50 Years of Gender Bending and Sex Changing

50 Years of Gender Bending and Sex Changing

John Stoltenberg


When historians look back at our era centuries from now, what will they make of the dramatic revolution we’ve seen in the last 50 years in how we humans conceptualize our sexedness and genderedness?

The evidence for that revolution is all around us. Going back to the 1960s, the counterculture and pop culture turned something then called androgyny into exuberant art and everyday play. In recent decades the experiences of proud transfolk have come to the fore in the media as never before. And the words one can use to identify themself —once only male and female—now includes genderqueer, nonbinary, gender fluid, gender nonconforming, plus a lengthening list of other terms that bespeak a sex-and-gender pluralism never before seen. Even the fact that I can meaningfully use the word themself in that sentence—referring to a single gender-unspecified “one”—is a sign of these new times.

Like every revolution worthy of the name, this one has been met with a reactionary counterrevolution with a vehemence (and sometimes violence) intended to rebuke (and sometimes punish) adherents of this unwanted trend. It is a cultural backlash (backed up by force) intending to interrupt and stall the revolution’s momentum and return to yesteryear’s rigid roles and rules about who is a real man and who is a real woman. It would be no exaggeration to say that what’s happening, around sex and gender, is analogous to the way pro-democracy movements in repressive societies are met with totalitarian crackdown. For make no mistake: Patriarchy’s historically hierarchical construction of the gender binary is the very template of totalitarianism.

For many of us who have been inspired by feminism’s vision of liberation and equality—who seek a future devoid of human-over-human domination and aspire to an ethic of loving justice—it is as if we live as combatants in an ongoing war against male supremacy, a battle whose advances can be tracked, whose retreats and retrenchments can be assessed, whose troops can be regrouped, and whose outcome right now is anyone’s guess.

Feminism has been a significant driver of the dramatic new insights about human sex and gender that are now so hotly (and sometimes hatefully) contested. For instance, when feminism (broadly construed as the liberation of women from male-pattern domination) first made possible a woman’s self-possession—literally extricating her body from its historical status as a man’s property—a change began that was to overthrow ownership-based models of sex and gender. When feminism first made possible a woman’s right to choose—rescuing her reproductive capacity from under a man’s control—a change began that was to open life options that previous biology-based conceptions of sex and gender had foreclosed. When feminism first began to equalize the workplace—breaking down sex-discriminatory barriers that subordinated women and privileged men—a change began that was to level the field for accomplishment and employment for millions and in so doing upend economic-based stereotypes about sex and gender. When feminism first began to confront rape as sexualized hatred—an act of power and control that can trigger a rapist’s erection, and be a war crime against women—a change began that was to challenge every received presumption (“if it turns me on it can’t be wrong”) about eroticism-based models of sex and gender.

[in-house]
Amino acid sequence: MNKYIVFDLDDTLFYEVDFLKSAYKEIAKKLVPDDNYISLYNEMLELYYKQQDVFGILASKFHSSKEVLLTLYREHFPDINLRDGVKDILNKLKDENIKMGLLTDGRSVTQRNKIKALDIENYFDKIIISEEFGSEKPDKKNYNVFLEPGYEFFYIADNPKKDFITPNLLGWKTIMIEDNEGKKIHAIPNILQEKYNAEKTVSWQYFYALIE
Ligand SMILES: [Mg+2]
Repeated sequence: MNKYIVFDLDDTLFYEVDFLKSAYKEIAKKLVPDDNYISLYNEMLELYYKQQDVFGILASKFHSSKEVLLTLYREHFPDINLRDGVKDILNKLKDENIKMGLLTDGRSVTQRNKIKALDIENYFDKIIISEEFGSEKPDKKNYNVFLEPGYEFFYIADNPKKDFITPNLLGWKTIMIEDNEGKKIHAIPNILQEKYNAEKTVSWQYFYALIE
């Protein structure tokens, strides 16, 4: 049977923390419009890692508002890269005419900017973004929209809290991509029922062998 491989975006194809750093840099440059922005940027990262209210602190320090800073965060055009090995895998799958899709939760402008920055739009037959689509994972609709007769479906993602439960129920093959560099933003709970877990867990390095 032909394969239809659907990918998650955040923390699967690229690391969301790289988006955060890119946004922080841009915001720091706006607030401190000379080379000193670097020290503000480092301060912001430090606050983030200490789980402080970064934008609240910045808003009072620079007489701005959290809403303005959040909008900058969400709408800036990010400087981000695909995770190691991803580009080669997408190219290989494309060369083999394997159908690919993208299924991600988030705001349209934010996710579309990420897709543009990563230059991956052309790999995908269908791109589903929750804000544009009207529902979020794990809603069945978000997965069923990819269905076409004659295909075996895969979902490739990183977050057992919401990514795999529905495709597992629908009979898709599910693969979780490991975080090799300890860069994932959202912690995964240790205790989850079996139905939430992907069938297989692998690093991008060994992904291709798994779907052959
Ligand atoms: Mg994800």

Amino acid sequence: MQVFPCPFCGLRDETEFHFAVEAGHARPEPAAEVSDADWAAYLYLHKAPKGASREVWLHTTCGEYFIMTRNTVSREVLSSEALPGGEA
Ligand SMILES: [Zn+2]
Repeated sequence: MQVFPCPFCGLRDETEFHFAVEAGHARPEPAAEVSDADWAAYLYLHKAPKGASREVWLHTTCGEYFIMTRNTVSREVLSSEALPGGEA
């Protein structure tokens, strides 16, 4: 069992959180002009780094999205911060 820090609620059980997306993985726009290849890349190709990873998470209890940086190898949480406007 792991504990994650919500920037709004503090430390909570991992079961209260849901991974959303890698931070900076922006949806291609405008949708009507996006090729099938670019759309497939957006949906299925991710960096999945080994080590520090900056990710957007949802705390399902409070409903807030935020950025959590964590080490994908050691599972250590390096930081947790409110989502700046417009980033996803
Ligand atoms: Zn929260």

In these ways, and more, feminism can be credited with shaking loose to the core how we think about sex and gender, thus how we inhabit our own bodies, thus how we behold and treat one another. In countless everyday instances, whether we are consciously aware or not, the social changes incited by feminism can be seen to cohere as a real politics of egalitarian liberation up against a real politics of elitist tyranny.

All of this has taken place alongside (and sometimes in tandem with) a progressive politics up against crimes of economic injustice by the system of ownership, exploitation, and profit. So powerful and insidious is this system that is can poison empathy, despoil compassion, and manufacture hate – a contaminant of contempt that spreads evermore horizontally and downwardly and leaves the privileged unperturbed.

This has also taken place alongside, and sometimes in tandem with, a real civil rights and #BlackLivesMatter politics up against the crimes of white supremacy. Among the most profound contributions of that movement is one of particular relevance to this discussion: the insight that the concept of “race” has no definitional material content; it does not exist in human nature as a meaningful category with ascribable parameters. Race is entirely a social/political construction, and it is solely human-to-human hate —racism—that constructs and polices the category “black,” in order to boundary and exclusively privilege the category “white.”

Without hate, there would be no black or white.

Similarly, without hate there would be no male or female.